05 May 2011

Commerce Tracking with Google Analytics for Android

[This post is by Jim Cotugno and Nick Mihailovski, engineers who work on Google Analytics — Tim Bray]

Today we released a new version of the Google Analytics Android SDK which includes support for tracking e-commerce transactions. This post walks you through setting it up in your mobile application.

Why It’s Important

If you allow users to purchase goods in your application, you’ll want to understand how much revenue your application generates as well as which products are most popular.

With the new e-commerce tracking functionality in the Google Analytics Android SDK, this is easy.

Before You Begin

In this post, we assume you’ve already configured the Google Analytics Android SDK to work in your application. Check out our SDK docs if you haven’t already.

We also assume you have a Google Analytics tracking object instance declared in your code:

GoogleAnalyticsTracker tracker;

Then in the activity’s onCreate method, you have initialized the tracker member variable and called start:

tracker = GoogleAnalyticsTracker.getInstance();
tracker.start("UA-YOUR-ACCOUNT-HERE", 30, this);

Setting Up The Code

The best way to track a transaction is when you’ve received confirmation for a purchase. For example, if you have a callback method that is called when a purchase is confirmed, you would call the tracking code there.

public void onPurchaseConfirmed(List purchases) {
 // Use Google Analytics to record the purchase information here...
}

Tracking The Transaction

The Google Analytics Android SDK provides its own Transaction object to store values Google Analytics collects. The next step is to copy the values from the list of PurchaseObjects into a Transaction object.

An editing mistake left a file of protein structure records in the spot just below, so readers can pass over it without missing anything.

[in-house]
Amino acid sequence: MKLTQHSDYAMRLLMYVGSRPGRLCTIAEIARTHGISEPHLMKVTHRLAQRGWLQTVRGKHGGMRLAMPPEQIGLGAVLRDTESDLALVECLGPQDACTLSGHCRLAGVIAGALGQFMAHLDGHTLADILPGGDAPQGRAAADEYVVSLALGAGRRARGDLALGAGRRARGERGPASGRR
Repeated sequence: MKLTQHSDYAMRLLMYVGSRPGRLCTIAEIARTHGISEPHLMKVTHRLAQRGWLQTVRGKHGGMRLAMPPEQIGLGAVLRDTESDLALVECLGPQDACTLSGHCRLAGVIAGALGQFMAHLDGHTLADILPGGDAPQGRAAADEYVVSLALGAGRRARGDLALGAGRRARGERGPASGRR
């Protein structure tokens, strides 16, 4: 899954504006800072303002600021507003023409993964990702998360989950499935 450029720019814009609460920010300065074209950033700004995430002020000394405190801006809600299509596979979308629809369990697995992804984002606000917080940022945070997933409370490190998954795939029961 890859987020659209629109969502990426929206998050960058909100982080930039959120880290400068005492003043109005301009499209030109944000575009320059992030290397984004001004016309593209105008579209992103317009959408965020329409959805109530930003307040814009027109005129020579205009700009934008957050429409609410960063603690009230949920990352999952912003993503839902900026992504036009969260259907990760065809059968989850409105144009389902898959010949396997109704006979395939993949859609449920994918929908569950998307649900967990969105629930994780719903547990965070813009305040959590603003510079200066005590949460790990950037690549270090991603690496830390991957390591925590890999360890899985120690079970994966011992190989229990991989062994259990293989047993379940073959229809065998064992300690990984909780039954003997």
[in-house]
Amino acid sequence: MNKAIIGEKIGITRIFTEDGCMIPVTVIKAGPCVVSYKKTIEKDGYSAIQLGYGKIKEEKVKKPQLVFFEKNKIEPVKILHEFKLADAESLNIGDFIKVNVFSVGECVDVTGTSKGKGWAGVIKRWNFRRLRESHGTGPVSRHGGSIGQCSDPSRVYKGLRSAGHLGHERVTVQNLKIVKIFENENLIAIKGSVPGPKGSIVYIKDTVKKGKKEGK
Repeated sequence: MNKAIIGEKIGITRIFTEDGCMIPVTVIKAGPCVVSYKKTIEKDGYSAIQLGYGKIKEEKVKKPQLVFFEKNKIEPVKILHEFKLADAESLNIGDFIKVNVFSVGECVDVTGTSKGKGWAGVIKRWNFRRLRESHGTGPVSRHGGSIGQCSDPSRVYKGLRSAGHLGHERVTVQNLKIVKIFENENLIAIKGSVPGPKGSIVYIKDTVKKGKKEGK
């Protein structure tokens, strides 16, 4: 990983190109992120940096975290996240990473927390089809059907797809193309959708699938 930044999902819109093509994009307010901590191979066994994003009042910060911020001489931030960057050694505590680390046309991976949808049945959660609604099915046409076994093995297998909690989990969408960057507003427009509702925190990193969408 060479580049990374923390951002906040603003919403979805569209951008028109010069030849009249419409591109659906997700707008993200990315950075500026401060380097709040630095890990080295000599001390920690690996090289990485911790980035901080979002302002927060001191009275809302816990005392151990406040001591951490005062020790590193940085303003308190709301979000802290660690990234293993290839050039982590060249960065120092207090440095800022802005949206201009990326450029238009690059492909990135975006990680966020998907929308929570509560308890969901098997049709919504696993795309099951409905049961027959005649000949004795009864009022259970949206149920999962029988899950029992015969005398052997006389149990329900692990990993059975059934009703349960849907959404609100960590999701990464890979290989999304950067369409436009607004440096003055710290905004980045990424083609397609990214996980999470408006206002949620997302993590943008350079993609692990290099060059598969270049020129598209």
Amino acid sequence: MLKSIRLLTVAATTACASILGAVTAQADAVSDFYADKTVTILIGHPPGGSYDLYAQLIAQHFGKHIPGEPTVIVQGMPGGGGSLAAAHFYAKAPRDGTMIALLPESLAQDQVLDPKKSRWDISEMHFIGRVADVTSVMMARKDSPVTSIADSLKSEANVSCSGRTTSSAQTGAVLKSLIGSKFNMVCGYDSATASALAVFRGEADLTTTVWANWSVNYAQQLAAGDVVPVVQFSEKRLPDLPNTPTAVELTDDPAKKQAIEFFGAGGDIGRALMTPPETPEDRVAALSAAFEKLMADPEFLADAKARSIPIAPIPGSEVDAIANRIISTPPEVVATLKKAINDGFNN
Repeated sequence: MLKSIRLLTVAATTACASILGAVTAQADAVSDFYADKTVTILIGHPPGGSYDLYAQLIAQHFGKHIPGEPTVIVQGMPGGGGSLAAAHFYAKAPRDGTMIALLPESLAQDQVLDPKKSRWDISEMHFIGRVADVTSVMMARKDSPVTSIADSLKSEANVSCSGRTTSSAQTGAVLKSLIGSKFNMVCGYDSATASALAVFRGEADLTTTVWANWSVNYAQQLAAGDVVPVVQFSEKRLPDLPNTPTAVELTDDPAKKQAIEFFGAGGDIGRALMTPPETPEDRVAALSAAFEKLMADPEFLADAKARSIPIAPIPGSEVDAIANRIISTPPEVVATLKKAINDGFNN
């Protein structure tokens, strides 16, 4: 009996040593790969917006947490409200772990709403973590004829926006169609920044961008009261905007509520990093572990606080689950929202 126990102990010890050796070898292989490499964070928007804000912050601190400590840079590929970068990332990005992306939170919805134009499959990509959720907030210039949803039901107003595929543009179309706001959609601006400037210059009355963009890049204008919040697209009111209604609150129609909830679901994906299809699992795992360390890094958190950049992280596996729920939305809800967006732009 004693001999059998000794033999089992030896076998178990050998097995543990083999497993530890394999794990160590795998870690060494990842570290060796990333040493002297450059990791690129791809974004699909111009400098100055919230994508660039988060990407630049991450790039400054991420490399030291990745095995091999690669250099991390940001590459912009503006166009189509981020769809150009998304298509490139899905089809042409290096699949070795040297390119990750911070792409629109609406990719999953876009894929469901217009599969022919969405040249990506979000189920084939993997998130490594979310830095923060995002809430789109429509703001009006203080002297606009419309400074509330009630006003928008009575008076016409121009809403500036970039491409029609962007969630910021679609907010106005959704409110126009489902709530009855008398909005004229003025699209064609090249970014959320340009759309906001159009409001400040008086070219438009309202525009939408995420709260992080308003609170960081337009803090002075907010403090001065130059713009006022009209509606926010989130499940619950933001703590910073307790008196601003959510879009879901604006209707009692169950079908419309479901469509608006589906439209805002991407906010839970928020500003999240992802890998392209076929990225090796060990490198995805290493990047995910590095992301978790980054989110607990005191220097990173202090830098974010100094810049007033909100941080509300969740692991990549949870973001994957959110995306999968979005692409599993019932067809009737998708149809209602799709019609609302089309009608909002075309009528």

The SDK’s Transaction object uses the builder pattern, where the constructor takes the required arguments and the optional arguments are set using setters:

Transaction.Builder builder = new Transaction.Builder(
   purchase.getOrderId(),
   purchase.getTotal())
       .setTotalTax(purchase.getTotalTax())
       .setShippingCost(purchase.getShippingCost()
       .setStoreName(purchase.getStoreName());

You then add the transaction by building it and passing it to a Google Analytics tracking Object:

tracker.addTransaction(builder.build());

Tracking Each Item

The next step is to track each item within the transaction. This is similar to tracking transactions, using the Item class provided by the Google Analytics SDK for Android. Google Analytics uses the OrderID as a common ID to associate a set of items to it’s parent transaction.

Let’s say the PurchaseObject above has a list of one or more LineItem objects. You can then iterate through each LineItem and create and add the item to the tracker.

for (ListItem listItem : purchase.getListItems()) {
  Item.Builder itemBuilder = new Item.Builder(
      purchase.getOrderId(),
      listItem.getItemSKU(),
      listItem.getPrice(),
      listItem.getCount())
          .setItemCategory(listItem.getItemCategory())
          .setItemName(listItem.getItemName());

  // Now add the item to the tracker. The order ID is the key
  // Google Analytics uses to associate this item to the transaction.
  tracker.addItem(itemBuilder.build());
}

Sending the Data to Google Analytics

Finally once all the transactions and items have been added to the tracker, you call:

tracker.trackTransactions();

This sends the transactions to the dispatcher, which will transmit the data to Google Analytics.

Viewing The Reports

Once data has been collected, you can then log into the Google Analytics Web Interface and go to the Conversions > Ecommerce > Product Performance report to see how much revenue each product generated.

Here we see that many people bought potions, which generated the most revenue for our application. Also, more people bought the blue sword than the red sword, which could mean we need to stock more blue items in our application. Awesome!

Learning More

You can learn more about the new e-commerce tracking feature in the Google Analytics SDK for Android developer documentation.

What’s even better is that we’ll be demoing all this new functionality this year at Google IO, in the Optimizing Android Apps With Google Analytics session.